‘I’m Sorry’ is a show about a comedy writer, Andrea Warren (Andrea Savage) who is put through a series of awkward scenarios in her everyday life as a wife and mother. We've seen family style sitcoms before and this is not that. Andrea is not your average wife and mother. She doesn’t live up to the stereotypes and that is what I LOVE about her.
The show was originally released on July 12, 2017 on truTV but season one recently hit Netflix and it has since been renewed for a second season. The cast includes actress, comedian, writer and creator Andrea Savage (Step Brothers) as the main character, actor Tom Everett Scott (Southland) as her faithful husband, and actress Olive Petrucci as their adorable little girl.
The chemistry between the three of them could not be more perfect. I legitimately thought that these characters were a family in the real world. So much so that I had to look it up for myself, while I was binge watching the first season. While the actors on the show aren't real life flesh and blood, I'm Sorry is based on real life situations that Andrea Savage has experienced. Savage discusses this in an interview between her and her former partner, Chris Hardwick.
PIctured: Andrea Savage (left) and not-Chris-Hardwick (right).
I'm Sorry is entertaining in its own right but the show is important for a deeper reason: it made me feel better about being the type of mother that I am.
Savage's character has no filter. She has a potty mouth, and she uses it well, making explicitly sexual jokes on an almost constant basis. I saw myself represented in this character in a way I haven't experienced before, especially as a single mother. Seeing yourself on screen, presented honestly, was refreshing.
In a world where women's rights are experiencing a revolution, we have an incredible opportunity to witness women like Andrea Savage not only express themselves by using the art of television, but also give us a look at more modern and progressive means of parenting. It's a time to examine the role women have played both on television and real life and decide if that's who we want to be. Stories hold a mirror up to the world and, for a long time, that mirror was a fun house, presenting an image that was entertaining but unrealistic. I'm Sorry looks at motherhood head on.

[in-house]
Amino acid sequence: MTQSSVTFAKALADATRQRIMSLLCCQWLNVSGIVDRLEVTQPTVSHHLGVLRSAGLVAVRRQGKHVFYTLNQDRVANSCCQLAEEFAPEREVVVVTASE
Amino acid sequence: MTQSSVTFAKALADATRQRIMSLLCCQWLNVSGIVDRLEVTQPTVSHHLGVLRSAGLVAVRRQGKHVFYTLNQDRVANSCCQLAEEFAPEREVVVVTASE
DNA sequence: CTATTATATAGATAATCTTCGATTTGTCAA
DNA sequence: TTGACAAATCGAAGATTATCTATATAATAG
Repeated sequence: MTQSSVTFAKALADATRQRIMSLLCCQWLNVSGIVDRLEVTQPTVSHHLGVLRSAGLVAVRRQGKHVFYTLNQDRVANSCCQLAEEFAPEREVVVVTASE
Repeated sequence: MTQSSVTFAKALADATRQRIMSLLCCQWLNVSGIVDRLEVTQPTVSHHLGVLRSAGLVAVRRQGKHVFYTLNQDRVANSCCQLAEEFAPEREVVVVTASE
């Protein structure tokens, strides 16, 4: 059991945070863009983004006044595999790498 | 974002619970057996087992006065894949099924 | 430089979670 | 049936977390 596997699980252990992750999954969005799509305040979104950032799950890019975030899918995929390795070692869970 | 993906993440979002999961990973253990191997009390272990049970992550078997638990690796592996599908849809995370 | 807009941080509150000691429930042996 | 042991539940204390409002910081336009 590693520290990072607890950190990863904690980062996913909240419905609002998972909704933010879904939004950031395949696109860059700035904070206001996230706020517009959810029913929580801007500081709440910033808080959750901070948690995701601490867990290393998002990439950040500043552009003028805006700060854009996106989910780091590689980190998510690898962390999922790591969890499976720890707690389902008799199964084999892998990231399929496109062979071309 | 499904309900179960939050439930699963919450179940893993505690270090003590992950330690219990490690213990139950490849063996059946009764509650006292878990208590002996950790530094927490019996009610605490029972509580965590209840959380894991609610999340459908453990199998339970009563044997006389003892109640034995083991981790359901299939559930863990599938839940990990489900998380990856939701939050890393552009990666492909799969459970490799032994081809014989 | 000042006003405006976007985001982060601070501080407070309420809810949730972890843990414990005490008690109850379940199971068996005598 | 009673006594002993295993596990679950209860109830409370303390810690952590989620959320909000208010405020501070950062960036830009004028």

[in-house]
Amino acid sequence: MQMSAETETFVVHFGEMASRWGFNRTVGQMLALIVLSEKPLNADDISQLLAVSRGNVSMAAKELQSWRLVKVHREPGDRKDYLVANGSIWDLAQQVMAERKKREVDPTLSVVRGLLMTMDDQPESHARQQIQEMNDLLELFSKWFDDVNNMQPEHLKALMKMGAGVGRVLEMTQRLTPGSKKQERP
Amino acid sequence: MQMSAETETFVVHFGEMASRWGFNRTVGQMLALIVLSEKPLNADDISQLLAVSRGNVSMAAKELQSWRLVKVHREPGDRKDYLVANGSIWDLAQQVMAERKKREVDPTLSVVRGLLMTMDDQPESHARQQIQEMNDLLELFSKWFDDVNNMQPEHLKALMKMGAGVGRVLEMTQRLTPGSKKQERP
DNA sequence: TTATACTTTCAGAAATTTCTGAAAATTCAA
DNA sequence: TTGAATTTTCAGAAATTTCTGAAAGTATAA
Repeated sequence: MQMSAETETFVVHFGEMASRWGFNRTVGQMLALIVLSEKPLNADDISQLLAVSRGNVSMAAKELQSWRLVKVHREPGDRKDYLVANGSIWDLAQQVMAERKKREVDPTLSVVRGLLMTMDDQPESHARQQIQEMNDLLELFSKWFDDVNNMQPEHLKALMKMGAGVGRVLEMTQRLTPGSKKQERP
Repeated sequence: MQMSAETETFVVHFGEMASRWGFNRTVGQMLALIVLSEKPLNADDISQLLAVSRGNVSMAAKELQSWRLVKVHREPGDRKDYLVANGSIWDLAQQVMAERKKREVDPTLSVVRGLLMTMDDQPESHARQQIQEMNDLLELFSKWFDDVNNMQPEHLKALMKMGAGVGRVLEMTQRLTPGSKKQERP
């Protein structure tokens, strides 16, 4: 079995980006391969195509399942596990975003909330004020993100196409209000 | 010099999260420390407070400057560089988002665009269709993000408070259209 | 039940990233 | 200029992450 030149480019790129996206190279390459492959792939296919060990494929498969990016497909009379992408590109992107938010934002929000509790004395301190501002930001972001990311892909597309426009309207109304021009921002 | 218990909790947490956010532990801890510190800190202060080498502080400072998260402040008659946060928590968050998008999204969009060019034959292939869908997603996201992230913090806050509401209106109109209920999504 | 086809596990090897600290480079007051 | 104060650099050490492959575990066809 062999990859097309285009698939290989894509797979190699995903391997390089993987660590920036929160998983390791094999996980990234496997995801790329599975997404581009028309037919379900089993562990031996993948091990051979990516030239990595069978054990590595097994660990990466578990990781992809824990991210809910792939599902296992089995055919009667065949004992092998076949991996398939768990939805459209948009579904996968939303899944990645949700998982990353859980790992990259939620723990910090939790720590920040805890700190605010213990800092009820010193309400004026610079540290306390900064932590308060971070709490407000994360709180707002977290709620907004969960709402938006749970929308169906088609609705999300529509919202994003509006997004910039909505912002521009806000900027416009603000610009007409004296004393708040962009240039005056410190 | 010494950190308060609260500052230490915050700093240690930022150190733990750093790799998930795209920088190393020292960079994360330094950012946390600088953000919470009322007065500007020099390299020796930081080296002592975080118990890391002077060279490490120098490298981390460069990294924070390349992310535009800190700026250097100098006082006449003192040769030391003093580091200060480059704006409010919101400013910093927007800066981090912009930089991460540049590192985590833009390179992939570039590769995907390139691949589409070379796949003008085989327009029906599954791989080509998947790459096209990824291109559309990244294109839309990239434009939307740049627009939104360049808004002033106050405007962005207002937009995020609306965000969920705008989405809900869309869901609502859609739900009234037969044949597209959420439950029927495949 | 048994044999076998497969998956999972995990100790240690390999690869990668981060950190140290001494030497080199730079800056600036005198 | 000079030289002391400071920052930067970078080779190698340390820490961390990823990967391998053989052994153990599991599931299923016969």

There was a time where a woman had to meet certain standards as a house wife or mother, which included not working and allowing their husbands to work for the family. Now, women are able to work for their families just as much as men, sometimes more, and be able to parent the way they see fit. Family dynamics are changing and women are discovering who they are and who they want to be as parents and individuals. This is the world as presented by I'm Sorry.
I used to think that cursing in front of my child made me a bad mother. No more. It’s part of some people’s everyday lives. It’s a language. Quite honestly, I am super happy that there are other women out there that parent in a similar, more open style. I personally am very honest with my kids, and I don’t plan to be any other way, no matter what other people may think. Seeing it on screen didn't give me permission but it did give me validation and the reassurance that I'm not alone in my methods.
That being said, there are several scenarios that occur as a direct result of her mouth, so-to-speak. Since there is no brain-to-mouth filter for her, she tends to get herself into a number of unlikely situations. Between saying risqué things in front of other moms at her daughter's school, to her daughter telling her friends how babies are made. It shows that while honesty and authenticity are important, it isn't without its own consequences.
This show is truly a genius art form that has been long overdue. I'm Sorry presents, at long last, an alternative view of what motherhood can be and, in the end, its real message is to look the world in the face and say: "This is who I am and I'm not sorry."